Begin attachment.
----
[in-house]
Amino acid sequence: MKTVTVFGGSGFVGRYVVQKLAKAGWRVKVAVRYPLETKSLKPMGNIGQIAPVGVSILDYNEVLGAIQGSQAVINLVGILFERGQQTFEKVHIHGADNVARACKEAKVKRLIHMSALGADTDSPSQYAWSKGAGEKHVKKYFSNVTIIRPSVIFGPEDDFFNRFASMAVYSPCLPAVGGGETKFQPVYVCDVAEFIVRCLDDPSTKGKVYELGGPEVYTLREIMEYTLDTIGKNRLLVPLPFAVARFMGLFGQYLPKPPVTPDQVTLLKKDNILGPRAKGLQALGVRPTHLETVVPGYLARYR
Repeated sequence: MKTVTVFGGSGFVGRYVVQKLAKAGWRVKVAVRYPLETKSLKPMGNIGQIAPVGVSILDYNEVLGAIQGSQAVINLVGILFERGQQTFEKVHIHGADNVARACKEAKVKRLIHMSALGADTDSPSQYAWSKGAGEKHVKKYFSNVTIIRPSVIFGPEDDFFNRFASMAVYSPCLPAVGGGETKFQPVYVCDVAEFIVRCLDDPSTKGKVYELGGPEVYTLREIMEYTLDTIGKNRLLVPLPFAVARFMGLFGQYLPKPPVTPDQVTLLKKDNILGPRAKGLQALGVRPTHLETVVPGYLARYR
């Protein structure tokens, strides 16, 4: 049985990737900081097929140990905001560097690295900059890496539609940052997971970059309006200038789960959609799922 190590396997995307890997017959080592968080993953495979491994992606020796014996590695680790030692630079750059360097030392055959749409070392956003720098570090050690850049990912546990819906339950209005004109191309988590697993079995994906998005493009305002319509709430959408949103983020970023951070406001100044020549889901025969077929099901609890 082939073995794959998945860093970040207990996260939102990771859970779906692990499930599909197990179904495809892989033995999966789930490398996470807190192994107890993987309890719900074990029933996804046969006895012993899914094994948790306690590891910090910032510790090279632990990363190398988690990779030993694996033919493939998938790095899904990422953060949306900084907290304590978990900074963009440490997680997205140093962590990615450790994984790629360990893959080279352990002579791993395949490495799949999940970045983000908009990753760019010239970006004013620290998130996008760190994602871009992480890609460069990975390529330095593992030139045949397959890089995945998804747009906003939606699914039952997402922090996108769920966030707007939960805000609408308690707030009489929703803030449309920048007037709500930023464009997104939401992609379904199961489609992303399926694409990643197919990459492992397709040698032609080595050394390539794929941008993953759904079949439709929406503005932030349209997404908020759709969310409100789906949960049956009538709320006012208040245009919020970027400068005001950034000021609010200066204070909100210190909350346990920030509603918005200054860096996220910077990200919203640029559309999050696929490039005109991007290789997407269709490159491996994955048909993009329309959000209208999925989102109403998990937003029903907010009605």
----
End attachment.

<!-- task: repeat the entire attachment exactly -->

[in-house]
Amino acid sequence: MKTVTVFGGSGFVGRYVVQKLAKAGWRVKVAVRYPLETKSLKPMGNIGQIAPVGVSILDYNEVLGAIQGSQAVINLVGILFERGQQTFEKVHIHGADNVARACKEAKVKRLIHMSALGADTDSPSQYAWSKGAGEKHVKKYFSNVTIIRPSVIFGPEDDFFNRFASMAVYSPCLPAVGGGETKFQPVYVCDVAEFIVRCLDDPSTKGKVYELGGPEVYTLREIMEYTLDTIGKNRLLVPLPFAVARFMGLFGQYLPKPPVTPDQVTLLKKDNILGPRAKGLQALGVRPTHLETVVPGYLARYR
Repeated sequence: MKTVTVFGGSGFVGRYVVQKLAKAGWRVKVAVRYPLETKSLKPMGNIGQIAPVGVSILDYNEVLGAIQGSQAVINLVGILFERGQQTFEKVHIHGADNVARACKEAKVKRLIHMSALGADTDSPSQYAWSKGAGEKHVKKYFSNVTIIRPSVIFGPEDDFFNRFASMAVYSPCLPAVGGGETKFQPVYVCDVAEFIVRCLDDPSTKGKVYELGGPEVYTLREIMEYTLDTIGKNRLLVPLPFAVARFMGLFGQYLPKPPVTPDQVTLLKKDNILGPRAKGLQALGVRPTHLETVVPGYLARYR
């Protein structure tokens, strides 16, 4: 049985990737900081097929140990905001560097690295900059890496539609940052997971970059309006200038789960959609799922 190590396997995307890997017959080592968080993953495979491994992606020796014996590695680790030692630079750059360097030392055959749409070392956003720098570090050690850049990912546990819906339950209005004109191309988590697993079995994906998005493009305002319509709430959408949103983020970023951070406001100044020549889901025969077929099901609890 082939073995794959998945860093970040207990996260939102990771859970779906692990499930599909197990179904495809892989033995999966789930490398996470807190192994107890993987309890719900074990029933996804046969006895012993899914094994948790306690590891910090910032510790090279632990990363190398988690990779030993694996033919493939998938790095899904990422953060949306900084907290304590978990900074963009440490997680997205140093962590990615450790994984790629360990893959080279352990002579791993395949490495799949999940970045983000908009990753760019010239970006004013620290998130996008760190994602871009992480890609460069990975390529330095593992030139045949397959890089995945998804747009906003939606699914039952997402922090996108769920966030707007939960805000609408308690707030009489929703803030449309920048007037709500930023464009997104939401992609379904199961489609992303399926694409990643197919990459492992397709040698032609080595050394390539794929941008993953759904079949439709929406503005932030349209997404908020759709969310409100789906949960049956009538709320006012208040245009919020970027400068005001950034000021609010200066204070909100210190909350346990920030509603918005200054860096996220910077990200919203640029559309999050696929490039005109991007290789997407269709490159491996994955048909993009329309959000209208999925989102109403998990937003029903907010009605």